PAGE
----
Getting Old in Eastern Europe. Social, Political and Economic Dimensions of Ageing in the Past and Present
East and Southeast Europe present a unique situation when it comes to ageing: fertility has declined fast to very low levels; emigration rates are high whereas immigration levels are low; mortality is relatively high, healthcare systems are weak and unhealthy life-styles widespread. High Corona-19 mortality rates and low life expectancy are obvious consequences. At the same time, pension systems face huge challenges and poverty rates among older persons are high. Observers often frame ageing in terms of “decline” or “crisis”, instead of highlighting its potentials and tackling the root causes of the social predicament of old people. How did old people in East and Southeast Europe end up in such a difficult situation? What dilemmas does the region face today? And what are the likely scenarios for the future? At the same time, any study of these problems must take into account the heterogeneity of ageing and other demographic trends in East and Southeast Europe. The demographic, social, and economic characteristics as well as policy responses vary from country to country and indeed within each country. The situation requires a solid comparative analysis which considers intersectional inequalities, including gender, ethnicity, residence, and education. This conference asks: what economic, social, and political factors influence ageing, and how does ageing affect social relations, economic potential, and policymaking? Historically, what factors have contributed to the creation of institutions supporting the older population, and which specific aging patterns and practices can be detected in East and Southeast Europe through the 19th and 20th centuries? The 2024 Annual Conference of the Leibniz Institute for East and Southeast European Studies will investigate ageing today and the historical dimensions of this process from multiple perspectives. We seek to highlight the economic, social, and political aspects while also inviting contributions that address future scenarios. The conference aims at cross-disciplinary dialogue. We therefore invite proposals from different social sciences, including history, economics, social anthropology, political science, public health, and sociology, that address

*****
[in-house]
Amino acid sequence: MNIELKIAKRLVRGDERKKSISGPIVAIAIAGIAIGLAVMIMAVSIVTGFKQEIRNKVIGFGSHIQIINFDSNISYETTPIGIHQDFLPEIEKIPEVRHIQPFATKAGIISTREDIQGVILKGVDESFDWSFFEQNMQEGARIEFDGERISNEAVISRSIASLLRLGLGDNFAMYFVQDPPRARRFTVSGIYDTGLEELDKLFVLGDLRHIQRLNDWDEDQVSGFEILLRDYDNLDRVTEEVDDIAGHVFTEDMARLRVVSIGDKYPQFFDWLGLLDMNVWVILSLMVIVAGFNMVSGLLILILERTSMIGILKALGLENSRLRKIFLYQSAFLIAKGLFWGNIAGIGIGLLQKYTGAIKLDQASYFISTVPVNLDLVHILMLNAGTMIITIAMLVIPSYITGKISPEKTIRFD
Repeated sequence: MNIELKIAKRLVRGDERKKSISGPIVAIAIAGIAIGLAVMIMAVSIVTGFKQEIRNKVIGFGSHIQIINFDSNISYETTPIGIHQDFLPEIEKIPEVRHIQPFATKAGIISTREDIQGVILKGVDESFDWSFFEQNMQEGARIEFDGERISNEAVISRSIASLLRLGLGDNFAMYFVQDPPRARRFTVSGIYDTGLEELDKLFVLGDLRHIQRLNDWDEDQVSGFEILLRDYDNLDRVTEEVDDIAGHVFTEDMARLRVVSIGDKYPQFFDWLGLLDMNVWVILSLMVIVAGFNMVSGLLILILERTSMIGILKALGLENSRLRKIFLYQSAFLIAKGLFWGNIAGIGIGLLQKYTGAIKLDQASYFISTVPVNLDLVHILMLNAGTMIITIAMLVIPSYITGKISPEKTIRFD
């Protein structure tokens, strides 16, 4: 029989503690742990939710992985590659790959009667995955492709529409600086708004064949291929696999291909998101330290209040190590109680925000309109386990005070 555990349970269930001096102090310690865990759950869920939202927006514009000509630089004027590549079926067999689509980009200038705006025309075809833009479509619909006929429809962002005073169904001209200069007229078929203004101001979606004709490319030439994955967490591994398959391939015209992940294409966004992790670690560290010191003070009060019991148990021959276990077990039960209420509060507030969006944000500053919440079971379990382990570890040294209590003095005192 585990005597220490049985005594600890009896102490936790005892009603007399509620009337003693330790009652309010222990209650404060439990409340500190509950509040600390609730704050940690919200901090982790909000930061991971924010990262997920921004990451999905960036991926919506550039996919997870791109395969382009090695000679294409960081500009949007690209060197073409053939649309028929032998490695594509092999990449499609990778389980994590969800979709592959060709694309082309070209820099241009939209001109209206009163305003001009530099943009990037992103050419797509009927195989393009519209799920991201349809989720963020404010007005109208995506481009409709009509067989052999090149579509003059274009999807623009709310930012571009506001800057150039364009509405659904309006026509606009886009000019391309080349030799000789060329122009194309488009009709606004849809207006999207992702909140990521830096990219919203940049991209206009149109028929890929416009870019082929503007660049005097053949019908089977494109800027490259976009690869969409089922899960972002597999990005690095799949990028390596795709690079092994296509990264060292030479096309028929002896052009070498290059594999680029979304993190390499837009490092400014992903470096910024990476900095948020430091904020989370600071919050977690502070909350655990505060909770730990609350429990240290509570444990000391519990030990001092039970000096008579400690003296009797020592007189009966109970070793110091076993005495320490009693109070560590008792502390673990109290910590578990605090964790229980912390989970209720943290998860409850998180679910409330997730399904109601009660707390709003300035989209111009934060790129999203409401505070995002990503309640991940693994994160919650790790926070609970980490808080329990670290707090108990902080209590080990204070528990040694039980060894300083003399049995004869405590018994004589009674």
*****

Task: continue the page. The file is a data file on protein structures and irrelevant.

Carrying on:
the central questions of the conference. While we want to focus on East and Southeast
Europe, we also encourage comparative and transregional perspectives. We also want to
explore the impact of the international level on the region. We invite contributions applying
qualitative, quantitative, and mixed methods approaches.